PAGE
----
Ray Tennyson isn't on the Thunder payroll.
He only sounds like it.
“To me, the process is the most important part,” he says. “That's where you're got to focus to learn how to make the right strokes.”
And by strokes, he doesn't mean jump shots.
Tennyson is a painter, and a darn good one at that. His passion is pop-art portraits, and earlier this year, he started painting Thunder players.
It changed his life.
What used to be done around a part-time job is now Tennyson's full-time vocation. People are paying good money for his work, which is featured throughout this section.
“I never thought I'd be living off paintings,” he said.
He shook his head.
Tennyson always drew and doodled as a kid, but becoming an artist was never his dream. After graduating from Midwest City High School, he went into the Army wanting to be an engineer. Drafting and designing were his goals.
Instead, the Army sent him in a different direction and Tennyson found himself living at Fort Polk in central Louisiana, biding his time until he put in his three years of service.
In late 2010, he decided to try painting.
He devoted every spare moment to it, gravitating toward a graphic style and adopting a method where nothing is shaded. All the colors are separate, something that is noticeable up close but that appears more blended from a distance.
He showed his work to no one. Not his family. Not his friends.
“You don't want people to see your faults,” he said. “If I know it's bad, you won't see it until it looks good.”
Finally, after a year, he felt it was good enough to show.
The positive response reassured him that he was onto something. He returned to Oklahoma, moved to Moore and threw himself into his paintings even more, though he was still working a part-time job to pay bills and make ends meet.
A few months later, one of his followers on Twitter suggested that he do a portrait of Russell Westbrook. Tennyson is a basketball fan, so he jumped at the suggestion. But as he looked through photos trying to find the perfect shot of Westbrook — Tennyson usually combines images to get the look he's after — he realized what an interesting subject he was capturing.
“His attitude,” Tennyson said of what made Westbrook so intriguing. “I think it's because he's more aggressive than other people. He's more of a risk taker.
“Seems like he does what he feels.”
Tennyson tried to capture that full-speed-ahead attitude with a set-jaw, steel-eyed Westbrook.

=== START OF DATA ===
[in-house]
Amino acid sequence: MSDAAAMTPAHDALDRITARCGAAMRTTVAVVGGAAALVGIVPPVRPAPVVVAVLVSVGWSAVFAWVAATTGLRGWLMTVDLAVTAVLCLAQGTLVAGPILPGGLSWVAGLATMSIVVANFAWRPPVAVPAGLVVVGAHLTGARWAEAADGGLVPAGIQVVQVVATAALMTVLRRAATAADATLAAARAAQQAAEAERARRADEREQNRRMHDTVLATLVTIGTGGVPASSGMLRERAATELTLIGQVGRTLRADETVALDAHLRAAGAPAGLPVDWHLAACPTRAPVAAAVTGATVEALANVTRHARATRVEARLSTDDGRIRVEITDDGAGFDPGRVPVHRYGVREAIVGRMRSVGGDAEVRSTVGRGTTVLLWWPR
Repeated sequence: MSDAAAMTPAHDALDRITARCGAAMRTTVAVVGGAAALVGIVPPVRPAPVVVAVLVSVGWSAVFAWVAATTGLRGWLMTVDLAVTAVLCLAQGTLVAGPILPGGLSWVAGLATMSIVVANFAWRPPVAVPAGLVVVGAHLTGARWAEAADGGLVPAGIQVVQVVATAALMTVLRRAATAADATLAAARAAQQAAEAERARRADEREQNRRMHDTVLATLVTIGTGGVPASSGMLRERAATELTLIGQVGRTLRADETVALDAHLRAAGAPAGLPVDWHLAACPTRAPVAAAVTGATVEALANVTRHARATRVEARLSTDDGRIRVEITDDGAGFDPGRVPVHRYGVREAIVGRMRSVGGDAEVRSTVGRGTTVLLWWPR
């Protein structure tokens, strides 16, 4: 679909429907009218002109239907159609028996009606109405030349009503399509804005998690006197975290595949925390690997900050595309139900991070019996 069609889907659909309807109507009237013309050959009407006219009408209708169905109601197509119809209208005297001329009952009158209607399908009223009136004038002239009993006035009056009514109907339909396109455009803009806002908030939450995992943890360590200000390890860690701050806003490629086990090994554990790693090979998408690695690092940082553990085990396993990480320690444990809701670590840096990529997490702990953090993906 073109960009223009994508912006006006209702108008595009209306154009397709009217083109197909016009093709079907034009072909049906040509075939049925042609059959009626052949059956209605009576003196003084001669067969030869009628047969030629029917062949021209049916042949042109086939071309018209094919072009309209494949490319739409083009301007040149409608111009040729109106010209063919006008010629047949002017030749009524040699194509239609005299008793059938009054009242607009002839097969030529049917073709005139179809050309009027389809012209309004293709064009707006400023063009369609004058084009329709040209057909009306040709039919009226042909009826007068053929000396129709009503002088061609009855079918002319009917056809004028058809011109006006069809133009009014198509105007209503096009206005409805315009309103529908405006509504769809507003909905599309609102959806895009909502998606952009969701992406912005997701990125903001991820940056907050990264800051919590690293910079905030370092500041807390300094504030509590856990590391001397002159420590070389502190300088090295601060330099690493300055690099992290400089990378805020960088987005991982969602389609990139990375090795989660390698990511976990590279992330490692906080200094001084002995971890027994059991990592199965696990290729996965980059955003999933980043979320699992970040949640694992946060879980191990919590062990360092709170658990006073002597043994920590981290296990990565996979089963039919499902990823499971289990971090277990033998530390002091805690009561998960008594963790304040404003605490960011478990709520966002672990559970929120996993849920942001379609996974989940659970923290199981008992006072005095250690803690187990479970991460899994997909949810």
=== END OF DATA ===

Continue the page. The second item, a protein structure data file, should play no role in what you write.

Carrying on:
Once Tennyson was done with the piece, he shared it with all of his followers.
“All the feedback,” he said, “made me do more.”
Kevin Durant was next.
At the suggestion of his mother, Tennyson decided to do the painting live in Bricktown on a Sunday afternoon last January. He sketched out the image on a canvas beforehand, took it and his paint to a spot on the sidewalk outside Harkins Theatre, then crammed what normally takes nine hours into two hours.
A serious, almost stoic Durant eventually emerged from the canvas.
With the Thunder off to a great start and everyone abuzz about all things blue, the painting generated attention on the internet and the local news. Not long after, Tennyson had sold enough of his paintings and was commissioned to do enough additional ones to quit his part-time job.
The 22-year-old marvels that he's now painting for a living, though he believes he still has much to learn.
“With any talent or any skill, it's always hard in the beginning,” he said. “I still think this is my beginning.”
This is where he starts sounding like works for the Thunder, a bunch that is forever talking about “ongoing process” and “player development” and “continued improvement”. The catch phrases make media and fans alike roll their eyes.
But as much as we hate to admit it, they're right. Even though the Thunder has done some amazing things — going to the NBA Finals only three years after starting the season 3-29 comes to mind — this is still a young franchise with a bunch of young players working to get better every day.
That resonates with Tennyson.
“People think you can become good in a month,” he said. “It takes years. That's why I look up to (the Thunder). They're doin' it, and they're young.”
The same can be said for Ray Tennyson.
Jenni Carlson: Jenni can be reached at (405) 475-4125. You can also like her at facebook.com/JenniCarlsonOK, follow her at twitter.com/jennicarlson_ok or view her personality page at newsok.com/jennicarlson.
HOW TO BUY RAY TENNYSON'S ART
Want to own a piece of Ray Tennyson's work?
The Oklahoma native has originals, prints and T-shirts for sale on his website, RayTennyson.com. He paints commissioned pieces upon request, too.
He regularly posts videos of his paintings in progress on his YouTube channel, Ray Tennyson TV. He's also on Twitter and Instagram (@raytennyson).
His can be reached via email at firstname.lastname@example.org.